It shouldn’t come as a surprise that, as insurance lawyers, we don’t recommend lying to an insurance company when filing a claim. Not only is it unethical, but as we will see, doing so can lead to significant financial loss if discovered.
A recent decision from the Court of Appeal of Alberta serves as a reminder that significant risks come with being untruthful. Those risks extend beyond what an insurance policyholder understands those risks to be.
False claims made to insurance company
The facts leading to the litigation being discussed today arose from an automobile accident in which the appellant was the passenger in one of the vehicles. An uninsured driver was operating the vehicle he was a passenger in. However, the appellant had an insurance policy of his own, and that contract was in place with the respondent’s insurance company. There were two benefits in the insurance policy that are relevant to the case. The first is “Section B” benefits, which are no-fault benefits available to someone who has suffered injuries in an automobile accident. These benefits can include payment for lost income caused by the accident. The second set of benefits was SEF. No. 44 benefits provide coverage for an insured person injured in an automobile accident that an uninsured or underinsured driver causes. In these situations, the injured party’s insurance provider steps “into the shoes” of the uninsured driver.
The issue arose when the appellant lied in his application for Section B benefits. The scope of the lie was that he stated he had been employed for some time when he did not have employment. In addition to making that claim, he also provided a false employer’s certificate and a hiring letter to support it. When the respondent insurer discovered this, they told the appellant they were refusing to provide him with either Section 4 or SEF No. 44 benefits, stating lying in relation to one type of benefit meant he forfeited his rights to any benefits under the policy.
At the original hearing, the Master who ruled on the application found that it would be “patently unfair” for the insured to be deprived of his SEF 44 benefits when it was his Section B benefits that he had been dishonest about. The insurer successfully appealed this, with the judge who heard the appeal writing that the insured and insurer must act in utmost good faith and that severe sanctions are warranted when fraudulent behaviour occurs. She wrote that the appellant’s conduct was “reprehensible.”
What does the Insurance Act state?
The court was tasked with answering whether an insurer is relieved of their obligation to provide benefits to an insured for any loss arising from a single event if the insured files fraudulent proof of loss concerning one or more parts of the claim.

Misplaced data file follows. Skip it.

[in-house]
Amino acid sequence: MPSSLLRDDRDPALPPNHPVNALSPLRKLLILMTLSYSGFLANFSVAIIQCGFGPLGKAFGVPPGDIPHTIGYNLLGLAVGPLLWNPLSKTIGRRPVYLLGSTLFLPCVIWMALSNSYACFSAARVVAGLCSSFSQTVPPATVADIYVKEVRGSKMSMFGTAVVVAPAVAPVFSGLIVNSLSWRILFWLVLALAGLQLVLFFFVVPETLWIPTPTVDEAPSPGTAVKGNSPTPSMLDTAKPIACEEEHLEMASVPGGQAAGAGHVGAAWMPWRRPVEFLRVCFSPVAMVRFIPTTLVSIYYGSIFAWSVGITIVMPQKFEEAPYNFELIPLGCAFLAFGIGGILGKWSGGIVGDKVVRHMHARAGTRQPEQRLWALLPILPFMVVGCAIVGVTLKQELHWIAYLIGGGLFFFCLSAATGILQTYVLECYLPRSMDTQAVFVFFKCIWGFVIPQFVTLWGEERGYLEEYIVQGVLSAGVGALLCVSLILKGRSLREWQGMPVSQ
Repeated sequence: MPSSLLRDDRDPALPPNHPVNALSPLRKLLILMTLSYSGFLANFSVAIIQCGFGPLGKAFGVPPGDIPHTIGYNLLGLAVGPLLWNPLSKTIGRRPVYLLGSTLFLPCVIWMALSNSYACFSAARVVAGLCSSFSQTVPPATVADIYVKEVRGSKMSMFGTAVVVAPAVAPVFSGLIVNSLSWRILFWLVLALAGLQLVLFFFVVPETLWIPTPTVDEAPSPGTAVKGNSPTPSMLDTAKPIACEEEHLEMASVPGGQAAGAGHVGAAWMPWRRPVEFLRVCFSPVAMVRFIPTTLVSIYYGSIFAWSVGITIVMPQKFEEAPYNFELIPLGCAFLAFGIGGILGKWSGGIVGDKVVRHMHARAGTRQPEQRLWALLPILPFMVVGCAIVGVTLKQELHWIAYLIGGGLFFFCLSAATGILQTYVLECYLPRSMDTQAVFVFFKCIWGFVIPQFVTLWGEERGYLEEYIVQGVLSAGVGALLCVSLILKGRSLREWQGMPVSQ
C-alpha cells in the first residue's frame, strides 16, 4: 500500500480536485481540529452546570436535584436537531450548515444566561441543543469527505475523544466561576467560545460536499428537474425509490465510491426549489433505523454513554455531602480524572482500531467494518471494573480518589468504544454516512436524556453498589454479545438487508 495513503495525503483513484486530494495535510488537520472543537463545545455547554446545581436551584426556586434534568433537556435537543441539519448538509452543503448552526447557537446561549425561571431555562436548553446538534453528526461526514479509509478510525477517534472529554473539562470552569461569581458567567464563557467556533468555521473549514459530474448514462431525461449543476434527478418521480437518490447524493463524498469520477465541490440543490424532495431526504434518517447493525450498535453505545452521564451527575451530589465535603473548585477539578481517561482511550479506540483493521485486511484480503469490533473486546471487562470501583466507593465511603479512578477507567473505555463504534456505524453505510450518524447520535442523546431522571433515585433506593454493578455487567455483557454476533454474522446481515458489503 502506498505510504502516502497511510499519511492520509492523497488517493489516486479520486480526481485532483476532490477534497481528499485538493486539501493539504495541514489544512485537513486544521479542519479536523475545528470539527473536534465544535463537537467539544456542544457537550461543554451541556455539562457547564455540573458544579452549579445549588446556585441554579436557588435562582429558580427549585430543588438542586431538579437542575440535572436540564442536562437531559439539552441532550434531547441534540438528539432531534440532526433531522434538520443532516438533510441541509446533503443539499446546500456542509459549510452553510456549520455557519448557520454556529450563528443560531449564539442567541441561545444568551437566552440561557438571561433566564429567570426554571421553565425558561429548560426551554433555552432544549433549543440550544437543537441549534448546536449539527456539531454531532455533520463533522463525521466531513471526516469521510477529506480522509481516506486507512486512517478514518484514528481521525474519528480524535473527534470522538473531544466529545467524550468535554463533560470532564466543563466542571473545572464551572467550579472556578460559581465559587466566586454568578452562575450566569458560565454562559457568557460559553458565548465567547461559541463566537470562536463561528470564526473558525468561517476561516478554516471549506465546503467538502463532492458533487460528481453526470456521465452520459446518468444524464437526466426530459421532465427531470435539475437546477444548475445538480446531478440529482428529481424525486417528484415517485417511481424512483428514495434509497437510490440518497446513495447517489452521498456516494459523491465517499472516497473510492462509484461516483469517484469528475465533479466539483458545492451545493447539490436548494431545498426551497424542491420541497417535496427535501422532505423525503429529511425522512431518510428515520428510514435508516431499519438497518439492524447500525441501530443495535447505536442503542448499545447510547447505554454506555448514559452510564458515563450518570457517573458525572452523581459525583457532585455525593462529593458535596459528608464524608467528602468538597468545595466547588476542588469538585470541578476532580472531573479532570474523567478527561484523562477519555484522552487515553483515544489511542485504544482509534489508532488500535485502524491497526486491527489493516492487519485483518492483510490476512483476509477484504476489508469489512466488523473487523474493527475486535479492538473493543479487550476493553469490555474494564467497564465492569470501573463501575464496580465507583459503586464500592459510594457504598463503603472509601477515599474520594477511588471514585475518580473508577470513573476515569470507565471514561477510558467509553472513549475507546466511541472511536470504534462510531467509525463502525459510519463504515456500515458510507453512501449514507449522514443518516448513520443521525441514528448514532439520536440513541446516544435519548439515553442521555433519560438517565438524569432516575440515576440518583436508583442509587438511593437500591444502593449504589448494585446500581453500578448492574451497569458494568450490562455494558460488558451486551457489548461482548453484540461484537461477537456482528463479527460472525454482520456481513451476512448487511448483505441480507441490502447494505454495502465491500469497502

The appellant admitted that his statements filed in relation to his Section B claim qualify as “fraud” as applicable to the Insurance Act (“the Act”).
The court stated that the Act allows an insurance provider to gain relief from their obligation to provide SEF No. 44 benefits, adding there were two reasons for this. The first was that the appellant’s lie when he submitted his proof of loss for Section B benefits constituted fraud under Section 554(1) of the Act. The second reason was that the claims for Section B and SEF No. 44 benefits constituted a single claim under the Act because they both arose from the same event, specifically the automobile accident caused by the uninsured motorist operating the car. Finally, the claims were also made under the same insurance contract. The court wrote, “an insured who files a fraudulent proof of loss under that circumstance is not entitled to a single dime from the insurer.”
The court took an interesting approach in its analysis, which began by asking lawyers for both parties to say whether or not the insurer should provide coverage under two hypothetical situations. The first situation presented by the court involved a family who had their home broken into. During the break-in, the insured filed a claim for 25 pieces of jewelry valued at $2.5 million. The insured listed all 25 pieces of jewelry as stolen, neglecting to mention that he had given two of his children ten pieces each. He answered negatively when asked if he had given away or disposed of any of the jewelry. The lawyers for both parties agreed that in this situation, the insurer should not have to pay for the five pieces that had been stolen.
In a second hypothetical situation, the court presented the lawyers with a set of facts in which the same family was the victim of a house fire that started in the mechanical room of the house after their vacation. The fire did not damage the safe, and when it was opened, the insured realized the five pieces of jewelry he had not given his children were stolen. He submitted a claim for the damages caused by the fire and 25 pieces of jewelry. In this situation, the lawyers agreed that the insurer did not have to indemnify the insured for the jewelry, but did have to indemnify him for the damage caused by the fire. The reason for this is that the loss related to jewelry had no bearing on the insured’s obligation to provide coverage for the loss related to the fire.
Contact HMC Lawyers in Calgary to ensure your insurance claims give you the best chance of success
The experienced insurance law team at HMC Lawyers has decades of collective experience in representing clients in matters related to insurance law, including but not limited to those injured in motor vehicle accidents. We understand the risks involved in every step of the litigation process and work with our clients to help identify and avoid potential problems with their claims. To find out what you might be able to expect from an insurance-related dispute or to find out how we might be able to help you through the negotiation or litigation process, please don’t hesitate to contact us online or by phone at 403-269-7220.